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University of Wisconsin-Madison: Meta-Analysis Shows Learning Impact of Sesame Street Around the World

Sesame Street is a “Scalable and Effective Intervention,” Say Researchers

(New York, NY, April 18, 2013)  According to a soon-to-be published meta-analysis conducted by researchers at the University of Wisconsin-Madison, watching international co-productions of Sesame Street has a positive effect on children’s learning and is an “enduring example of a scalable and effective early childhood educational intervention.”  Commissioned by Sesame Workshop, the study was led by independent researchers, Dr. Marie-Louise Mares and Dr. Zhongdang Pan, who will present their analysis at the 2013 Biennial Meeting of the Society for Research in Child Development in Seattle.

The authors analyzed the results of 24 studies, conducted with over 10,000 children in 15 countries. Their findings indicate significant positive effects of exposure to Sesame Street across a number of learning outcomes: cognitive outcomes (including literacy and numeracy), learning about the world (including health and safety knowledge), and social reasoning and attitudes.

The study showed an average 11.6 percentile difference between viewers and nonviewers (an effect size of 0.29).  This is comparable to what other researchers found in an evaluation of interventions in which children in developing countries were assigned to attend on-site preschool programs and/or caregivers were trained to provide higher quality care.  Through its broadcasts and other distribution mechanisms around the world, however,Sesame Street reaches a vastly larger scale impacting millions of children daily.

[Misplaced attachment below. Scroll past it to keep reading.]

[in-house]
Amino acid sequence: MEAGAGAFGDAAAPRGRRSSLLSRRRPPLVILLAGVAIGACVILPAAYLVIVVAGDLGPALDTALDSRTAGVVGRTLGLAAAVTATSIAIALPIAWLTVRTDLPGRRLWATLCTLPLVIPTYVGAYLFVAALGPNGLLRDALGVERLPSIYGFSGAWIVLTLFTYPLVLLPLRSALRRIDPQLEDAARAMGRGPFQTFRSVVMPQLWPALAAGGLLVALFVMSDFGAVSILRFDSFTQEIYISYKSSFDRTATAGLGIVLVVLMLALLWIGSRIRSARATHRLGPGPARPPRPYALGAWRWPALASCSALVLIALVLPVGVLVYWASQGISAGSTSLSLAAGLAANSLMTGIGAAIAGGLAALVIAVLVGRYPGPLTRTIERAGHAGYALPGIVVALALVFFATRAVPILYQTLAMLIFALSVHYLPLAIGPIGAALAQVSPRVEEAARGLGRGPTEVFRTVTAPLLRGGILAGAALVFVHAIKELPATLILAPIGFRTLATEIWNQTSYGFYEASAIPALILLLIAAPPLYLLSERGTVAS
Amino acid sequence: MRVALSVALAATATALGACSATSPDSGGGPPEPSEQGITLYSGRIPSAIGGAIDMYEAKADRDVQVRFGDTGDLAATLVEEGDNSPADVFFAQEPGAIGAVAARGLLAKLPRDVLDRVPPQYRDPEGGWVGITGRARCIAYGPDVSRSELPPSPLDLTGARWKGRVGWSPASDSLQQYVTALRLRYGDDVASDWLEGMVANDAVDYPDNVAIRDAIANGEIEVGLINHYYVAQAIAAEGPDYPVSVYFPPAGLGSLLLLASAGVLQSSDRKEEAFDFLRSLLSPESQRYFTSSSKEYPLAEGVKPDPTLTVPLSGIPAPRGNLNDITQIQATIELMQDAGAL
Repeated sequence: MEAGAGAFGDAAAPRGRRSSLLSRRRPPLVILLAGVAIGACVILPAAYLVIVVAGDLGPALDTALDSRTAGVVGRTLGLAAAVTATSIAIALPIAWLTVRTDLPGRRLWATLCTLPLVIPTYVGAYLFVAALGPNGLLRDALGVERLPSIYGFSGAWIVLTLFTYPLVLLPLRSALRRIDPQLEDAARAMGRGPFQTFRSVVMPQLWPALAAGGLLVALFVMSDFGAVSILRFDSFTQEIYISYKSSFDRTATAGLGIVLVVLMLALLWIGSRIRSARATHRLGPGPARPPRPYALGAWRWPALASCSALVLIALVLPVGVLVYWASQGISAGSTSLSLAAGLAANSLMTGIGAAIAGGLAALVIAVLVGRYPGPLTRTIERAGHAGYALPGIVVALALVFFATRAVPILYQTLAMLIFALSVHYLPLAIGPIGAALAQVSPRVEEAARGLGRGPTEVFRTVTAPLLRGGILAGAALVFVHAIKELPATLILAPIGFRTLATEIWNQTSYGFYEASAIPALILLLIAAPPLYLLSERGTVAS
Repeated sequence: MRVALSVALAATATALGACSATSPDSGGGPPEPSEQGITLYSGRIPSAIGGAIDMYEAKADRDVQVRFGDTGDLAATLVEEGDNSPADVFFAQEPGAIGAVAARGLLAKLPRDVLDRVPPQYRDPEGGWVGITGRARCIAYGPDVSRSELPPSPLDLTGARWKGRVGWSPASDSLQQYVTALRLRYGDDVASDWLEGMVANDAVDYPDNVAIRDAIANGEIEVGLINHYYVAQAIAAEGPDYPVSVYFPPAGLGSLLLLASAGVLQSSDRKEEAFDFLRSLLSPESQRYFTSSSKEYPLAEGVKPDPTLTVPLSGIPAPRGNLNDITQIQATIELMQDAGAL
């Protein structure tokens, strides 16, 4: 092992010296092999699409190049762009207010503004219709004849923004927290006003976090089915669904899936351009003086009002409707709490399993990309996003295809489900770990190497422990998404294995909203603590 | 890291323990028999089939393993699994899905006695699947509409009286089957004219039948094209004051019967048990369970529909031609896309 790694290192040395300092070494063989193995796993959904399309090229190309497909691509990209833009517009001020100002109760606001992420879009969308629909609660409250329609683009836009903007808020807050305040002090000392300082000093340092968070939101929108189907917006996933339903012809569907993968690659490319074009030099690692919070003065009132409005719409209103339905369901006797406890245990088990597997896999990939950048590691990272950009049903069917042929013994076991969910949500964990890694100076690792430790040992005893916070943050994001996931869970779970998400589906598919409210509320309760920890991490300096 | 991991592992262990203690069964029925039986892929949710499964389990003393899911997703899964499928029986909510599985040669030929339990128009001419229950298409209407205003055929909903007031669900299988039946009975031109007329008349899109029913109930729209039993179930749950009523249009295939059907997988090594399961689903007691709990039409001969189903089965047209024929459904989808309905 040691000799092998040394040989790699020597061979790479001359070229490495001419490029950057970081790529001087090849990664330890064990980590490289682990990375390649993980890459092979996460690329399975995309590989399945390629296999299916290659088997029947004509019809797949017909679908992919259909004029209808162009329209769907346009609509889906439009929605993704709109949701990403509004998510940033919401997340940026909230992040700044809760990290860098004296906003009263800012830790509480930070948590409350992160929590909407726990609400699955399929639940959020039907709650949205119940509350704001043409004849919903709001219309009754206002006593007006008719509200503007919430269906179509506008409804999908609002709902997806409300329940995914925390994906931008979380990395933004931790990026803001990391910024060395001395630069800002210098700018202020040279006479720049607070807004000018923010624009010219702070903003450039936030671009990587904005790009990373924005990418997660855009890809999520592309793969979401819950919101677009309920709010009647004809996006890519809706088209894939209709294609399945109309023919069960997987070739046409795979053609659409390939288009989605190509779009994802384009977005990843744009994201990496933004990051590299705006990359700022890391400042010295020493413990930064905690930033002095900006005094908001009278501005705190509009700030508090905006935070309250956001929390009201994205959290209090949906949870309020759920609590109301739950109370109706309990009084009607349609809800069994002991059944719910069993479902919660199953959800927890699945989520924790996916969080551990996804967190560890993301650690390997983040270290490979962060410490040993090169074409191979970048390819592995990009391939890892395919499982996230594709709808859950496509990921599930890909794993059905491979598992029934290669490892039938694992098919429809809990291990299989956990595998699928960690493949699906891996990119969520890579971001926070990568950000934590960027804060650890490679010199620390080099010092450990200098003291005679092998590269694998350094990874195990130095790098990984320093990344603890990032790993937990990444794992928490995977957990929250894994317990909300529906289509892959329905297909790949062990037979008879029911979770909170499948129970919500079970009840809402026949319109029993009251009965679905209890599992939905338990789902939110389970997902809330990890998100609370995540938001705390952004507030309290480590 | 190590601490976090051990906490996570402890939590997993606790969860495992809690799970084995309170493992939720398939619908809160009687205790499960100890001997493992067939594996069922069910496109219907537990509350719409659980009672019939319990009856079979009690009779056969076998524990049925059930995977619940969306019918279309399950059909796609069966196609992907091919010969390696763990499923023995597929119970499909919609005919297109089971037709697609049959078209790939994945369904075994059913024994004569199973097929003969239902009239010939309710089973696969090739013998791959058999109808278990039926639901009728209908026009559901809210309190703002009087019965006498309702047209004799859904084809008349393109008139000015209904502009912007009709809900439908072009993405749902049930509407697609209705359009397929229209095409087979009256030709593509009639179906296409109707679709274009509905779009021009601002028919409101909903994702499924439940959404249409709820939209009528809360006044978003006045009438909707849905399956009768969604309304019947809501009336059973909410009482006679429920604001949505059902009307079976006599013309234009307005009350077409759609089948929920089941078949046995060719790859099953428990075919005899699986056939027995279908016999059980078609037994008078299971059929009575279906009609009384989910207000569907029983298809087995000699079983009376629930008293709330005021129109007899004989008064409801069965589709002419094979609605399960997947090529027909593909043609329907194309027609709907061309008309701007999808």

“The significant, positive effects of cognitive, learning, and socio-emotional outcomes observed in the current meta-analysis represent real educational benefits for the millions of preschool-age children around the world who visitSesame Street via their televisions,” said Dr. Mares.

Starting with the earliest studies of Sesame Street conducted by the Educational Testing Service in the 1970s,Sesame Street has become the most researched television show in history.  A significant body of evidence of the program’s educational value in the United States has emerged.  The meta-analysis offers insights into the strengths of the application of Sesame Workshop’s localized approach to developing high quality educational media for young audiences across the globe.

“With programs designed by producers and educational specialists in the countries where we work, our international projects seek to meet the most critical educational needs of children in a given locale,” said Dr. Charlotte F. Cole, Senior Vice President of Global Education at Sesame Workshop.  “Research helps us understand children’s changing needs, how media can best address those needs, and most importantly, if the programs are having an effect.  We are thrilled to have additional solid evidence that our approach is contributing to early childhood education efforts and supporting early learning around the world.”  Sesame Street has a global reach of at least 156 million children in the 0-7 age range.1

“Effects of Sesame Street: A meta-analysis of children’s learning in 15 countries” will be published in the Journal of Applied Developmental Psychology (Elsevier) in its May/June issue, Volume 34, Issue 3.

Sesame Workshop is the nonprofit educational organization that revolutionized children’s television programming with the landmark Sesame Street.  The Workshop produces local Sesame Street programs, seen in over 150 countries, and other acclaimed shows to help bridge the literacy gap including The Electric Company.  Beyond television, the Workshop produces content for multiple media platforms on a wide range of issues including literacy, health and resilience. Initiatives meet specific needs to help young children and families develop critical skills, acquire healthy habits and build emotional strength to prepare them for lifelong learning.  Learn more atwww.sesameworkshop.org.

Note to editors
Full text of the article is available to credentialed journalists upon request, contact newsroom@elsevier.com.

Contact:

Beatrice Chow
(212) 875-6586
beatrice.chow@sesame.org

1. Reach was calculated for 21 countries based on market research studies with nationally representative samples and projected to the population of children based on 2013 international census figures.   The percentage of children we are reaching in these 21 countries is 20% (which is the weighted average based on the population for each country).  This reach estimate was extrapolated to the remaining 130+ countries.  Sesame Street’s reach represents 16% of the global 0-7 population (1.004 billion).
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